Florida Sink Holes Destroying More Than Disney Resorts

posted by Jim Seerfar @ 0:55 AM
August 14, 2013

Sinking-Building-Resort-FloridaSwank resorts 10 miles from Florida’s Walt Disney World sank into a 60-foot-wide sinkhole this week causing guests to flee their rooms in fear. Some 36 people were evacuated from two structures as one sank into a 15 feet deep crater.

Those fleeing the main sinking building have probably lost all their belongings.  Safety officials in Summer Bay, the hotel’s town, said the swallowed structure is a total lost.  Some may be able to enter the second structure soon.

However, Manoj Chopra, engineering professor at the University of Central Florida, advises:  “I wouldn’t send anybody to the next structure over, or anybody to the whole area for a while [as] an open sinkhole may open other sinkholes.”

At least a third of the main three story structure collapsed into the sinkhole.  That building includes 24 units, and some 20 people were living there when the building started to crack and shake with windows blasting out.

Timothy F. Kirn writes in insurance journal.com that sinkholes have caused property insurance premiums in Florida toflorida-sinkhole-walt-disney-world steadily rise.  He says: “more houses are being built in Florida, so more houses might be on unstable land.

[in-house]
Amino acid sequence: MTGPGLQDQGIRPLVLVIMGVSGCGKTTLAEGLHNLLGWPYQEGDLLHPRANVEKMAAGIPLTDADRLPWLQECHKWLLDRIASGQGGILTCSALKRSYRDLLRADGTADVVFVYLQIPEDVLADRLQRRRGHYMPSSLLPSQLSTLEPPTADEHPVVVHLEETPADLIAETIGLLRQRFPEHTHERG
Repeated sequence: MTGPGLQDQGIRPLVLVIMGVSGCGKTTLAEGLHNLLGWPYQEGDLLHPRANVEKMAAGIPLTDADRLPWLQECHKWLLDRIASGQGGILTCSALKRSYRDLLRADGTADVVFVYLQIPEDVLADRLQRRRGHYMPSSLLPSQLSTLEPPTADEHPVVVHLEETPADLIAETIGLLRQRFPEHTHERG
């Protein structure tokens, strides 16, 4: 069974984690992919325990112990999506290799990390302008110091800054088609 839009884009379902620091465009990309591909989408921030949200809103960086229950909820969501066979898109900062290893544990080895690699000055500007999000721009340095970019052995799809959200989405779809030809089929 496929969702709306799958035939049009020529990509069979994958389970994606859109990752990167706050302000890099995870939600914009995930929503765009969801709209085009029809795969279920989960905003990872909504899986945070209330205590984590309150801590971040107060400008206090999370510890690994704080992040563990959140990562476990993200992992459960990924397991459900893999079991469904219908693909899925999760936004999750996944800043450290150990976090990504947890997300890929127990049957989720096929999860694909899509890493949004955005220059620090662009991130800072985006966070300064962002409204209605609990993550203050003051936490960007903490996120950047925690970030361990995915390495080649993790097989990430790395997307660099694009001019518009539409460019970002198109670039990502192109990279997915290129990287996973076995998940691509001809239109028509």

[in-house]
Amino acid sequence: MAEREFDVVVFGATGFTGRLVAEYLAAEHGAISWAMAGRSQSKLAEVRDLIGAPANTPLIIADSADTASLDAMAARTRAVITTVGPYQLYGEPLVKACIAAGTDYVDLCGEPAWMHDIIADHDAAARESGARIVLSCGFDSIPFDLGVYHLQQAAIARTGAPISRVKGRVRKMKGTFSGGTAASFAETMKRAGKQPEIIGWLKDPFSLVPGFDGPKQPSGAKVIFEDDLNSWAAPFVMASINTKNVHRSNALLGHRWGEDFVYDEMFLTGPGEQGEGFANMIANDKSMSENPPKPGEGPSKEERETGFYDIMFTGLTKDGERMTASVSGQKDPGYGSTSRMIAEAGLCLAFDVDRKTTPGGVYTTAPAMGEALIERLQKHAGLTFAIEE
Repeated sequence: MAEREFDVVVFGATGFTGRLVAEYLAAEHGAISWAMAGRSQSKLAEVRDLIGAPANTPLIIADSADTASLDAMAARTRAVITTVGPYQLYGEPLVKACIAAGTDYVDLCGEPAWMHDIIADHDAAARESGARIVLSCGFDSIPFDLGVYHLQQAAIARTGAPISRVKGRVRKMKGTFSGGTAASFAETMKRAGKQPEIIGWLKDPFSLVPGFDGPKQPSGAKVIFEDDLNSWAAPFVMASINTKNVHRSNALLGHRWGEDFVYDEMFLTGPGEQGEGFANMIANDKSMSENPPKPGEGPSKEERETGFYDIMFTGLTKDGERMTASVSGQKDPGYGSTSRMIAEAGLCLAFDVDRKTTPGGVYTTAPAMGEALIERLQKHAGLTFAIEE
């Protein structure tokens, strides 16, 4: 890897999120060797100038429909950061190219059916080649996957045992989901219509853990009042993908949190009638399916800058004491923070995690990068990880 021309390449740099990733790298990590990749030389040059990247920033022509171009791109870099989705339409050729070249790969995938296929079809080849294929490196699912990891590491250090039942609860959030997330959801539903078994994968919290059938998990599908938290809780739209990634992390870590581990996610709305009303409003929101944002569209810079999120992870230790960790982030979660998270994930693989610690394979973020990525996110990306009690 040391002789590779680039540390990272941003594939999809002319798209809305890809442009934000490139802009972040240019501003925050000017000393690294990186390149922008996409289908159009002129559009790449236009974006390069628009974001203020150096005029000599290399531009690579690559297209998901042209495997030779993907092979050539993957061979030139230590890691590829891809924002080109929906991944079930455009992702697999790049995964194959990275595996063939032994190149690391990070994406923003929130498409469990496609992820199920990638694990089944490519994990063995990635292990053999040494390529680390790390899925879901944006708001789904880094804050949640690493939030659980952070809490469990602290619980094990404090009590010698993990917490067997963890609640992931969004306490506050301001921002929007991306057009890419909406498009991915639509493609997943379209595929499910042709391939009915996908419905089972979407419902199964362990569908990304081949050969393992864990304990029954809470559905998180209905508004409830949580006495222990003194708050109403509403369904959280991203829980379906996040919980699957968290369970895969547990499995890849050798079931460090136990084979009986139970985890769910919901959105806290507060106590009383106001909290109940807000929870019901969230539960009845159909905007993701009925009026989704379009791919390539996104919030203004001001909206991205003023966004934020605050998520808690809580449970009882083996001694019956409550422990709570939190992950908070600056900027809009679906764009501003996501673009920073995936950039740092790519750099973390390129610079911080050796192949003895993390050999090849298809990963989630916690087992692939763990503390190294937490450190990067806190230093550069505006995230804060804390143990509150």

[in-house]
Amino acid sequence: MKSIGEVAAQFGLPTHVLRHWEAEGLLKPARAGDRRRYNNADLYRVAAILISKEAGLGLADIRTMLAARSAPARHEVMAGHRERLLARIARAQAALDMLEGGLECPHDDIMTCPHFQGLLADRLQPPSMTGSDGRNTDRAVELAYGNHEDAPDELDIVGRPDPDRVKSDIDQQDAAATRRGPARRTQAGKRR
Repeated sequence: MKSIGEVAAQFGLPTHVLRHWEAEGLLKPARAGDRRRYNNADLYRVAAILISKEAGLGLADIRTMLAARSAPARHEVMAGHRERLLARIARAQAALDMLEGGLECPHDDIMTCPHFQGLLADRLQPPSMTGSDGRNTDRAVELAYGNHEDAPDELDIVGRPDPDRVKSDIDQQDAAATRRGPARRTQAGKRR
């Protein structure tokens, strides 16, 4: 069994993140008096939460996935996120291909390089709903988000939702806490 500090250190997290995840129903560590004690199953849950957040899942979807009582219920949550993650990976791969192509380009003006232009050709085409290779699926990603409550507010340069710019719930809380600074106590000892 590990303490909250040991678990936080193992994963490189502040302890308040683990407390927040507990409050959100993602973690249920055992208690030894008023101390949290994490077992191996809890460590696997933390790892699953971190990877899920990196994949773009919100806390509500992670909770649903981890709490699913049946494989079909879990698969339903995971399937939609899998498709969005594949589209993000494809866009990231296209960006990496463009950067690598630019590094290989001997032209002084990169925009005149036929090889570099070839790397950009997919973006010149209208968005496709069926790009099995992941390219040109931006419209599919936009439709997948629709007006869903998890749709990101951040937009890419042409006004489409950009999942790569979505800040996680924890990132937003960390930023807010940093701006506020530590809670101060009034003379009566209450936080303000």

“When a house is found to be sitting on a sinkhole and its foundation is in danger, concrete has to be pumped into the hole to fill it and that process can cost $200,000.”  He also points out that farmers pumping out groundwater to preserve agriculture can cause sinkholes to open in some areas.

In fact in 2010, when strawberry growers and farmers pumped billions of gallons of water a day from a Florida aquifer to save their crops from a cold spell, it caused at least 30 home owners to lose their properties to resulting sinkholes.
Homes, fresh and well water loses came because Florida does not regular farmers.

Marc Lallanilla of LiveScience also points out: “Florida’s groundwater has been disappearing rapidly as the state’s population grows at breakneck speed: By 2015, Florida is expected to hit 20 million residents, making it the third-largest state.” New people use water putting pressure in aquifers and stabilizing limestone.

This will of course create even more sinkholes, as will the recent lack of rain fall in the state. Such drought, farmers preferred use of ground water, collapsing limestone and other bedrocks, and growing populations spell trouble for the state.

If only the people of Florida and the rest of the nation relied on Almighty God for their water.  As He promises in Christian prayer books:  “I will open rivers in high places, and fountains in the midst of the valleys: I will make the wilderness a pool of water, and the dry land springs of water (Isaiah 41: 18).” Time for prayer!

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